and all without mistaking
                     any thing
                               for what it may not be
       For he’s the super realist
                                     who must perforce perceive
                   taut truth
                                 before the taking of each stance or step
in his supposed advance
                                  toward that still higher perch
where Beauty stands and waits
                                     with gravity
                                                to start her death-defying leap
      And he
             a little charleychaplin man
                                           who may or may not catch
               her fair eternal form
                                     spreadeagled in the empty air
                  of existence

 

toy-pictures-12

3. “Women” by May Swenson

This is one of my favorite poems about women actively choosing who they will be and how they will and will not relate to men.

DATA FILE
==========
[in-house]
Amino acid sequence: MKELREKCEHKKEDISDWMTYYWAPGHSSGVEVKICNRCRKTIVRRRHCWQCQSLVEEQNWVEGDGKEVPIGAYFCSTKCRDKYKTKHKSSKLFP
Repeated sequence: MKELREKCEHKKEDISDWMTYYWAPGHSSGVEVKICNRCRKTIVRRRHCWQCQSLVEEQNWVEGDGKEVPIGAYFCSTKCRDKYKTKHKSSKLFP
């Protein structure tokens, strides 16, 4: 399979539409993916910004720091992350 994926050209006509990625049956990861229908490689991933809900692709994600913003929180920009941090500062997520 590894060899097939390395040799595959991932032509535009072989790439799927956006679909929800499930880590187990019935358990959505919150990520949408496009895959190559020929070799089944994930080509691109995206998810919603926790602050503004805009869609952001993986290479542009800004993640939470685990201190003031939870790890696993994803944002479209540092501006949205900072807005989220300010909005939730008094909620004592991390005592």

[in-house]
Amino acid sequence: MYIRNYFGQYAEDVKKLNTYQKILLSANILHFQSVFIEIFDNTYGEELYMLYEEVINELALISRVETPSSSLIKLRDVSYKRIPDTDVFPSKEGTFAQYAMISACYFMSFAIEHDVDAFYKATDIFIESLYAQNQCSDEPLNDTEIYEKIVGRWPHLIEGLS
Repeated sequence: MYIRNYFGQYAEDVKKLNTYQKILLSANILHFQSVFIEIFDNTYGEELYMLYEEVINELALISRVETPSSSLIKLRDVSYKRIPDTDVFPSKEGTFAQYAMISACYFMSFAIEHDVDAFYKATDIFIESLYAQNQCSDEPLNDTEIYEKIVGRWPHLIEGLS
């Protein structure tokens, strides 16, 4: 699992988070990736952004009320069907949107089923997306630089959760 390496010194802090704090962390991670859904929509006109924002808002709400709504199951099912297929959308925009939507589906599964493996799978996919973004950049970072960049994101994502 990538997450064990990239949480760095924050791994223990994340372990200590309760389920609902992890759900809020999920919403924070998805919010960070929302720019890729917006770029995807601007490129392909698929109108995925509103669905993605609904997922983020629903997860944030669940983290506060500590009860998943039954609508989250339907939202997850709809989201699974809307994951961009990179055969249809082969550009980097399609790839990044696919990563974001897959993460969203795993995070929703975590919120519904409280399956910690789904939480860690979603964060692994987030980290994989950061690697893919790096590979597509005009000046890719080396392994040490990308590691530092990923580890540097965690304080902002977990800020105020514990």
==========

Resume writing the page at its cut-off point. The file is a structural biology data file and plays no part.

Whether or not you agree with the sardonic view and feminism of the poem, it raises a lot of important considerations about identity and purpose. The notion of exploitation is a universal one to which just about anyone can relate.

I like the analysis provided by SuperItchy.com.

Women                                 Or they
   should be                              should be
      pedestals                              little horses
         moving                                 those wooden
            pedestals                              sweet
               moving                                 oldfashioned
                  to the                                    painted
                     motions                                 rocking
                        of men                                  horses
                        the gladdest things in the toyroom
                           The                                       feelingly
                        pegs                                     and then
                     of their                                 unfeelingly
                  ears                                     To be
               so familiar                            joyfully